Origins: funky phrases

"As the crow flies"

An old sailing term. Ships unsure of their position in coastal waters traditionally released a crow, which would fly towards the nearest dry land, thus giving the vessel at least a rudimentary navigational fix. The tallest lookout platform on a ship, from which said crow was observed, was called the "crow's nest."

"Olly olly oxen free!"

Shouted at the end of a game of hide-and-seek, it lets all remaining hiders know that they can emerge safely. Though there are many variations on this phrase (such as "all ye, all ye, all's set free"), it's probably a corruption of a German phrase, "Alle, alle auch sind frei" (literally, "Everyone, everyone also is free").

"Cut to the chase"
We can thank inexperienced silent filmmakers for this one. Many early films (and come to think of it, contemporary films) climaxed in chase sequences. If a film was hampered by extensive and laborious exposition thanks to a cut-rate screenwriter, producers would often ham-handedly fix the problem with an abrupt "cut" to the chase.

"On the lam"
"Lam" comes from the Icelandic "lemje," meaning "beat" or "thrash." Thus, "on the lam" and "beat it" mean approximately the same thing: to run away; to beat the ground with your feet.

"Over the top"

A World War I-era military phrase referring to trench warfare. In order to launch an attack from a trench, one had to go "over the top" of the defensive parapet and into the line of enemy fire. Here's a haunting (and rare) color print of French soldiers in a trench, circa 1916:


College Board Wants to Erase Thousands of Years From AP World History, and Teachers Aren't Happy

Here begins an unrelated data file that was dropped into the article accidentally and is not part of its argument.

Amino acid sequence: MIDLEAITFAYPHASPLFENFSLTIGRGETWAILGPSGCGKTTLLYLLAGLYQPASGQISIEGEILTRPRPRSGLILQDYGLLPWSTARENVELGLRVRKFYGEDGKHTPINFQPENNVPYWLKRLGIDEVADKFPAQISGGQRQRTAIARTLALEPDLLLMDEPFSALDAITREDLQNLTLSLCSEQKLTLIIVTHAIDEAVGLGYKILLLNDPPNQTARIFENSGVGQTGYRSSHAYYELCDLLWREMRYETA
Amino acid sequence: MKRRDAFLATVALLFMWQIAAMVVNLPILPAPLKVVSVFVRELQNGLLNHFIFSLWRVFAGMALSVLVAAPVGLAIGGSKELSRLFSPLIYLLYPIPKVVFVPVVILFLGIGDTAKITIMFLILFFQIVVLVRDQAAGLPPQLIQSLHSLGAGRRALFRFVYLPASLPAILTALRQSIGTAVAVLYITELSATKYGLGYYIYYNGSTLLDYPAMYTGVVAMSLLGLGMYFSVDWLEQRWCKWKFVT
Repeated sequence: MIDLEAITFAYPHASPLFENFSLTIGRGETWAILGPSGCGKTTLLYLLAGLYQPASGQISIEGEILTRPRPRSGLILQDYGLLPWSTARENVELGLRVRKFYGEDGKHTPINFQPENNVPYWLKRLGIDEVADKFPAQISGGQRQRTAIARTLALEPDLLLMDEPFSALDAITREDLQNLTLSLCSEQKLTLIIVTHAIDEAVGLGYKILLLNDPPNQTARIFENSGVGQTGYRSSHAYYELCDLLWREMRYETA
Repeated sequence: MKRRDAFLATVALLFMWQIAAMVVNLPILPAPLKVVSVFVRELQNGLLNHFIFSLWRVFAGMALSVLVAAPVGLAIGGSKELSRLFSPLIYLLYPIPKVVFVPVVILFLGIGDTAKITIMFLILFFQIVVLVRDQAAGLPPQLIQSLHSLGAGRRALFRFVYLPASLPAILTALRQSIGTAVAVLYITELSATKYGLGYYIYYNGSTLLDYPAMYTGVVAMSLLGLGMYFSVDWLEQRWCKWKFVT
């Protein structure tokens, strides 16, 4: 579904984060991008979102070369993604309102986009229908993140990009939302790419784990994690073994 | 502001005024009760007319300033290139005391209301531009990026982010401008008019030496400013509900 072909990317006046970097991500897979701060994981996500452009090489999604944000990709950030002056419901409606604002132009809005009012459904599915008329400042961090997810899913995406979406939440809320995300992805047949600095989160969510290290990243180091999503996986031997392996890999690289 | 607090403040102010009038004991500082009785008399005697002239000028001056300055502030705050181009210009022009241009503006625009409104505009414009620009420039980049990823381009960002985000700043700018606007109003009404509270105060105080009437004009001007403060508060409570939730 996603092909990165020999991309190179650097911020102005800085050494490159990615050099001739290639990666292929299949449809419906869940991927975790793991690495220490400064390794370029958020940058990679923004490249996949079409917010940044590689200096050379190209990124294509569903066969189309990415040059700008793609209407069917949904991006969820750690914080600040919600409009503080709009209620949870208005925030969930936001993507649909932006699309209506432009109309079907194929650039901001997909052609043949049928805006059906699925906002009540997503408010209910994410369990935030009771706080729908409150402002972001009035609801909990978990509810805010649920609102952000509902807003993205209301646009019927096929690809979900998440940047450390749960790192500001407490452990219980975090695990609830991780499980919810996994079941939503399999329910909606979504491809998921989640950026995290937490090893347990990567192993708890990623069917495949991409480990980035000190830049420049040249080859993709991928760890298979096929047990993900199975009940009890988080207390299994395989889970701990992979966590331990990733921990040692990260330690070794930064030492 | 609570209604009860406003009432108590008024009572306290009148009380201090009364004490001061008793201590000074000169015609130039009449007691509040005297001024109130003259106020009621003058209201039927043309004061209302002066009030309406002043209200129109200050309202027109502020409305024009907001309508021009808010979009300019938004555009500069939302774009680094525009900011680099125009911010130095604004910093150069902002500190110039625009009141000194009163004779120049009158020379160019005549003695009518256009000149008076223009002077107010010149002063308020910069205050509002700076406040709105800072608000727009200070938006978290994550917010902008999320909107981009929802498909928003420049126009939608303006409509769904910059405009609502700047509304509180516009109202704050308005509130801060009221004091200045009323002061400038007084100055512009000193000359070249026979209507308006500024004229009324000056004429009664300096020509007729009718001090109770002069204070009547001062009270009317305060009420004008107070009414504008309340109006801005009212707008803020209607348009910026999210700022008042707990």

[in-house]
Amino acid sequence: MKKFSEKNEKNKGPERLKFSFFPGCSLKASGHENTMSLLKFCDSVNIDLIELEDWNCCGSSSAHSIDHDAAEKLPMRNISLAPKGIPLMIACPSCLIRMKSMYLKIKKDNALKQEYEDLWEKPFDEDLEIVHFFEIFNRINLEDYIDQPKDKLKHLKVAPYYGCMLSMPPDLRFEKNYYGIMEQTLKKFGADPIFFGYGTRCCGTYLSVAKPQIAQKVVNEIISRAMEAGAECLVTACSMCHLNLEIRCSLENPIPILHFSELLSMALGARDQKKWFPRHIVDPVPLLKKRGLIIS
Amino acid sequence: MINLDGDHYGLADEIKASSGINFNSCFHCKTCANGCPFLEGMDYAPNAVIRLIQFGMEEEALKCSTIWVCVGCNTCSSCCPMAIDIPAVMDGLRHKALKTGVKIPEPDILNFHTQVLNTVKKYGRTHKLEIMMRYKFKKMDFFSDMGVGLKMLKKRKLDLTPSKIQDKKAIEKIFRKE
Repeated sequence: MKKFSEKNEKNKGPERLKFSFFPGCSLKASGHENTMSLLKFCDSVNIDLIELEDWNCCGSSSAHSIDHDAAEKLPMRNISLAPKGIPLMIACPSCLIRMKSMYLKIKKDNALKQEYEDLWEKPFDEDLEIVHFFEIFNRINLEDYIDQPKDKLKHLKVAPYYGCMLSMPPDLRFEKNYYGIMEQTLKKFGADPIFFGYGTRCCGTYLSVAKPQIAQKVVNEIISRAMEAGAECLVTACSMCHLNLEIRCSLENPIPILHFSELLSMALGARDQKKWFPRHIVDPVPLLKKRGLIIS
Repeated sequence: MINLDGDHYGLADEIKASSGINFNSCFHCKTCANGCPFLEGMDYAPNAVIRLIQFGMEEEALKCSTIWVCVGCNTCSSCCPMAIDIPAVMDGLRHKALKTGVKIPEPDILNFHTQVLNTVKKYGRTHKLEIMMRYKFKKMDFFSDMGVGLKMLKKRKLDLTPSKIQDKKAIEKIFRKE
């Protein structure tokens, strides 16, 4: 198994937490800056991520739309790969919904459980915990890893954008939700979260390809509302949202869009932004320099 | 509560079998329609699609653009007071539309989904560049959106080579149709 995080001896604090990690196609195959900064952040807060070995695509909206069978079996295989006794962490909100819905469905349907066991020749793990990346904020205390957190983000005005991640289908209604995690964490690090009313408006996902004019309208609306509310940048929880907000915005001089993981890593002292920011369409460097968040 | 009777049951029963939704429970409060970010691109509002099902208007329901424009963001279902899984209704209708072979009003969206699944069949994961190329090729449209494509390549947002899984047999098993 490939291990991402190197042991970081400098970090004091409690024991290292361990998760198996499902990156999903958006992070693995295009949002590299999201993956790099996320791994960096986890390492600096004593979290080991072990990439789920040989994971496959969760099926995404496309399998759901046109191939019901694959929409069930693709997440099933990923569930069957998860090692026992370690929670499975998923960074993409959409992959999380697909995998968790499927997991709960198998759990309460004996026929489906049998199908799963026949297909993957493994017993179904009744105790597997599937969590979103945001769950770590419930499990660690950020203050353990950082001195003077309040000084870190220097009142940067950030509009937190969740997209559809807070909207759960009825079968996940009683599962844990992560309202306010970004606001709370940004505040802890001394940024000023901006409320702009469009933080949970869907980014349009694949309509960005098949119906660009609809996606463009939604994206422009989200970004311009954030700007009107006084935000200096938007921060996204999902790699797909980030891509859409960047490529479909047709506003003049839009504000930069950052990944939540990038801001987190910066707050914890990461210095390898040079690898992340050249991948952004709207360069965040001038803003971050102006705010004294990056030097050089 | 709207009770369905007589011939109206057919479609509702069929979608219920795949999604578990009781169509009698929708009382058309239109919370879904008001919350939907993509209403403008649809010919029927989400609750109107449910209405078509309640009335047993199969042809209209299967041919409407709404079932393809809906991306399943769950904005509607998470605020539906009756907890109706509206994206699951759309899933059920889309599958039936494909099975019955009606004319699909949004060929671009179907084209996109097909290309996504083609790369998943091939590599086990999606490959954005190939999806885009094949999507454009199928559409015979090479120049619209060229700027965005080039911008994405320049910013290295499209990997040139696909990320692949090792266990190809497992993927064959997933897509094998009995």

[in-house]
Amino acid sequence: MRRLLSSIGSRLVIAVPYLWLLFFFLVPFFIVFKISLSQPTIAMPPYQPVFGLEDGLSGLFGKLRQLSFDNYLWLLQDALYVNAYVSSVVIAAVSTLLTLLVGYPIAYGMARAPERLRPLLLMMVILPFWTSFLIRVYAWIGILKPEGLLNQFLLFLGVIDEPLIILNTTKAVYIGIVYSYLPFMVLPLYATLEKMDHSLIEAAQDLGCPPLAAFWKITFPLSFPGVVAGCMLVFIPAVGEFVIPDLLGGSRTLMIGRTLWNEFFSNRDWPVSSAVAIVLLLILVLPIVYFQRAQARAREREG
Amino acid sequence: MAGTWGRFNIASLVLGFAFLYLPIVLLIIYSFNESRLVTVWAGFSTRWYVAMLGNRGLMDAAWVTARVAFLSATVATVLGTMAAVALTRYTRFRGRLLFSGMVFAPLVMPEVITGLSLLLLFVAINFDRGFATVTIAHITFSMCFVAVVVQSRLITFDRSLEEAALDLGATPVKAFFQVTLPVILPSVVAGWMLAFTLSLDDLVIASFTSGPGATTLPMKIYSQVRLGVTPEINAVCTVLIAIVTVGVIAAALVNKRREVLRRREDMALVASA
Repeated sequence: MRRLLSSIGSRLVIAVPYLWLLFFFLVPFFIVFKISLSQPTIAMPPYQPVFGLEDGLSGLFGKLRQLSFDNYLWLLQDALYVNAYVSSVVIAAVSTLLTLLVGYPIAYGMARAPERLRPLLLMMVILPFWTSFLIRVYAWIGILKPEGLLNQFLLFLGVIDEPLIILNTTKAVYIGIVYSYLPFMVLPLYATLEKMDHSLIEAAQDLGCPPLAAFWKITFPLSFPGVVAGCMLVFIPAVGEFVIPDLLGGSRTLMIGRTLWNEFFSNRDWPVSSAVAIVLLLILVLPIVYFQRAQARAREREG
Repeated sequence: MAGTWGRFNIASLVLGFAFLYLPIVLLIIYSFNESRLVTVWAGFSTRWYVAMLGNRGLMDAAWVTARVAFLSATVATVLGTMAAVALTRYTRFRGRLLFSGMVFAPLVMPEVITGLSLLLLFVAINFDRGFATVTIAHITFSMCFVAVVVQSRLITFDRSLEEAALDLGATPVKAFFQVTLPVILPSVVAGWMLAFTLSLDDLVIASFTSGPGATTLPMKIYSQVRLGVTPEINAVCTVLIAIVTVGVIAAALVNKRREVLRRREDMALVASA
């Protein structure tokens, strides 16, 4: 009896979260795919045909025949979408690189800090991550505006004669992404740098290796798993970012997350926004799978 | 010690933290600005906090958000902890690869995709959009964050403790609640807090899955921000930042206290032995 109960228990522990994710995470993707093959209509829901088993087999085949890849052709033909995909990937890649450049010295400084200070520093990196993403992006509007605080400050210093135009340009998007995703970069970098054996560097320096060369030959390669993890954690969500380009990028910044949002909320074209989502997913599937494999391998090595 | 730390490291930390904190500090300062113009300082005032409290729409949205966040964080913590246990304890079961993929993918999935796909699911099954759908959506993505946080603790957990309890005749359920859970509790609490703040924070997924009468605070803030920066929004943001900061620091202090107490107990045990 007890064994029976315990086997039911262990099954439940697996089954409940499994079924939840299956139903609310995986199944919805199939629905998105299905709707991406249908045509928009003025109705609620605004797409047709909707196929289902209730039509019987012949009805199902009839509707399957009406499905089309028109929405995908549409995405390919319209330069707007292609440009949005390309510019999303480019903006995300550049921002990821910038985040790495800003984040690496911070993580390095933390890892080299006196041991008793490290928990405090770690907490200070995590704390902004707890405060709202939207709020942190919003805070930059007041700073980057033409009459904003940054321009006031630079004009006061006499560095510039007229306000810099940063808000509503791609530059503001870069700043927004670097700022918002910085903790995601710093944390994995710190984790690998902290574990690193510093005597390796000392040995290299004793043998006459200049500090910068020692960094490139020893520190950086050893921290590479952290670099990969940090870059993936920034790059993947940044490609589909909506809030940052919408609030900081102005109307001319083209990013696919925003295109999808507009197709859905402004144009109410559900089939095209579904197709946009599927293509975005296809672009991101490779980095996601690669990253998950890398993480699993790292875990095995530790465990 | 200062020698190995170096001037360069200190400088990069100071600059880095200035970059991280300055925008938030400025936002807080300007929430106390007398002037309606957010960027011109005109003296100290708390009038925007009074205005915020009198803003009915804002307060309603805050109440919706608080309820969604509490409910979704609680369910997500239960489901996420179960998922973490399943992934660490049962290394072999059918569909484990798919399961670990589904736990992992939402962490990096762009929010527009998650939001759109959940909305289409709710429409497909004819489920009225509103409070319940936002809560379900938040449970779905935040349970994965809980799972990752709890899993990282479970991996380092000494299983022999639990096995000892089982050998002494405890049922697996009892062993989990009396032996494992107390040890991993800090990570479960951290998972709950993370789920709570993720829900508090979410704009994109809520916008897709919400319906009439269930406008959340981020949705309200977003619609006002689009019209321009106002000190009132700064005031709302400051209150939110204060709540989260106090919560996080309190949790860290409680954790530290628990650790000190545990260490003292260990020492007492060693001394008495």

One would be forgiven for thinking that the Ides of March are upon us, because Julius Caesar is being taken out once again—this time from the Advanced Placement World History exam. The College Board in charge of the AP program is planning to remove the Roman leader, and every other historical figure who lived and died prior to 1450, from high school students’ tests, The New York Times reports.

The nonprofit board recently announced that it would revise the test, beginning in 2019, to make it more manageable for teachers and students alike. The current exam covers over 10,000 years of world history, and according to the board, “no other AP course requires such an expanse of content to be covered over a single school year.”

As an alternative, the board suggested that schools offer two separate year-long courses to cover the entirety of world history, including a Pre-AP World History and Geography class focusing on the Ancient Period (before 600 BCE) up through the Postclassical Period (ending around 1450). However, as Politico points out, a pre-course for which the College Board would charge a fee "isn’t likely to be picked up by cash-strapped public schools," and high school students wouldn't be as inclined to take the pre-AP course since there would be no exam or college credit for it.

Many teachers and historians are pushing back against the proposed changes and asking the board to leave the course untouched. Much of the controversy surrounds the 1450 start date and the fact that no pre-colonial history would be tested.

“They couldn’t have picked a more Eurocentric date,” Merry E. Wiesner-Hanks, who previously helped develop AP History exams and courses, told The New York Times. “If you start in 1450, the first thing you’ll talk about in terms of Africa is the slave trade. The first thing you’ll talk about in terms of the Americas is people dying from smallpox and other things. It’s not a start date that encourages looking at the agency and creativity of people outside Europe.”

A group of teachers who attended an AP open forum in Salt Lake City also protested the changes. One Michigan educator, Tyler George, told Politico, “Students need to understand that there was a beautiful, vast, and engaging world before Europeans ‘discovered’ it.”

The board is now reportedly reconsidering its decision and may push the start date of the course back some several hundred years. Their decision will be announced in July.

[h/t The New York Times]

North America: East or West Coast?


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